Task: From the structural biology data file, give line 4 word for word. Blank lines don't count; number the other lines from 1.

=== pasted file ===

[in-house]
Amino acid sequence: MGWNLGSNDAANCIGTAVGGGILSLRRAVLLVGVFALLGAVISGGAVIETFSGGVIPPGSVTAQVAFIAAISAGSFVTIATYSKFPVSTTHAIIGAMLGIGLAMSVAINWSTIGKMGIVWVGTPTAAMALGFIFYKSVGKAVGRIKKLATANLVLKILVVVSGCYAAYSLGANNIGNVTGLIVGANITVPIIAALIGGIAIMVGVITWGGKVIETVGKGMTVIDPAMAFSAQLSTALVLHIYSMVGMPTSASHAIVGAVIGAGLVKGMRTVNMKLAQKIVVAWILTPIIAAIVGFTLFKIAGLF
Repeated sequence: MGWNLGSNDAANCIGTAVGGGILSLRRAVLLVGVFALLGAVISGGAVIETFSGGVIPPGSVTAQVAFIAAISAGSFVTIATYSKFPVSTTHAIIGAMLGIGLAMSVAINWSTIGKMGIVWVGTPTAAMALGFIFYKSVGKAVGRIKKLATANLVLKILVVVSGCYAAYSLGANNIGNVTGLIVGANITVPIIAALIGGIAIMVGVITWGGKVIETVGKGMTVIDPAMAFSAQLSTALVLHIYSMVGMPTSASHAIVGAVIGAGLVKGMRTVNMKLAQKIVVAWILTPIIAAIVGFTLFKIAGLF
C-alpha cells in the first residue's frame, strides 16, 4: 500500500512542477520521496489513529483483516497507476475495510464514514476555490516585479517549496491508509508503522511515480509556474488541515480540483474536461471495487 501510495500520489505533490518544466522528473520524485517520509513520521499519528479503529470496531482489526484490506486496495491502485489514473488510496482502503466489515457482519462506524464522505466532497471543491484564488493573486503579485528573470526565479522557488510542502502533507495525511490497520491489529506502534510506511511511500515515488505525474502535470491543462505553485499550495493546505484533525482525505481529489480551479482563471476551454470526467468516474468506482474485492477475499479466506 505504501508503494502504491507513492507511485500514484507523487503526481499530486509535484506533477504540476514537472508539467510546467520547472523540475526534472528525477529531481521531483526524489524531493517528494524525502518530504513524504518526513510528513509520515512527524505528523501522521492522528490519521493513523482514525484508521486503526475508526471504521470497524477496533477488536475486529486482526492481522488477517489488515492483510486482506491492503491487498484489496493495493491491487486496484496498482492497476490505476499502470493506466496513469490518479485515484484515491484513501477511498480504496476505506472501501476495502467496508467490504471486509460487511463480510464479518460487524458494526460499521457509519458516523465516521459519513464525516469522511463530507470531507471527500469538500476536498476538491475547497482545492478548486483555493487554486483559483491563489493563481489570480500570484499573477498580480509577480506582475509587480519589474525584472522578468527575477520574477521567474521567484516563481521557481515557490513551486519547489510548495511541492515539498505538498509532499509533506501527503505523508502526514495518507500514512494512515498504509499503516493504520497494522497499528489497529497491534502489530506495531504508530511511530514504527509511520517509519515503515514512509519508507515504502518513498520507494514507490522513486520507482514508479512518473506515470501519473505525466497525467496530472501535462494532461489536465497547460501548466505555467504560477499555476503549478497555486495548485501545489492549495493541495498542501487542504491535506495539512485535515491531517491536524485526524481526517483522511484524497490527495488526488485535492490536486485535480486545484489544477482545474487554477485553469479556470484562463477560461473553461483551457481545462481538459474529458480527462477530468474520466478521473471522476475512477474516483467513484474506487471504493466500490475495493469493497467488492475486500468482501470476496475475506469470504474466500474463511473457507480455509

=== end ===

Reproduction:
C-alpha cells in the first residue's frame, strides 16, 4: 500500500512542477520521496489513529483483516497507476475495510464514514476555490516585479517549496491508509508503522511515480509556474488541515480540483474536461471495487 501510495500520489505533490518544466522528473520524485517520509513520521499519528479503529470496531482489526484490506486496495491502485489514473488510496482502503466489515457482519462506524464522505466532497471543491484564488493573486503579485528573470526565479522557488510542502502533507495525511490497520491489529506502534510506511511511500515515488505525474502535470491543462505553485499550495493546505484533525482525505481529489480551479482563471476551454470526467468516474468506482474485492477475499479466506 505504501508503494502504491507513492507511485500514484507523487503526481499530486509535484506533477504540476514537472508539467510546467520547472523540475526534472528525477529531481521531483526524489524531493517528494524525502518530504513524504518526513510528513509520515512527524505528523501522521492522528490519521493513523482514525484508521486503526475508526471504521470497524477496533477488536475486529486482526492481522488477517489488515492483510486482506491492503491487498484489496493495493491491487486496484496498482492497476490505476499502470493506466496513469490518479485515484484515491484513501477511498480504496476505506472501501476495502467496508467490504471486509460487511463480510464479518460487524458494526460499521457509519458516523465516521459519513464525516469522511463530507470531507471527500469538500476536498476538491475547497482545492478548486483555493487554486483559483491563489493563481489570480500570484499573477498580480509577480506582475509587480519589474525584472522578468527575477520574477521567474521567484516563481521557481515557490513551486519547489510548495511541492515539498505538498509532499509533506501527503505523508502526514495518507500514512494512515498504509499503516493504520497494522497499528489497529497491534502489530506495531504508530511511530514504527509511520517509519515503515514512509519508507515504502518513498520507494514507490522513486520507482514508479512518473506515470501519473505525466497525467496530472501535462494532461489536465497547460501548466505555467504560477499555476503549478497555486495548485501545489492549495493541495498542501487542504491535506495539512485535515491531517491536524485526524481526517483522511484524497490527495488526488485535492490536486485535480486545484489544477482545474487554477485553469479556470484562463477560461473553461483551457481545462481538459474529458480527462477530468474520466478521473471522476475512477474516483467513484474506487471504493466500490475495493469493497467488492475486500468482501470476496475475506469470504474466500474463511473457507480455509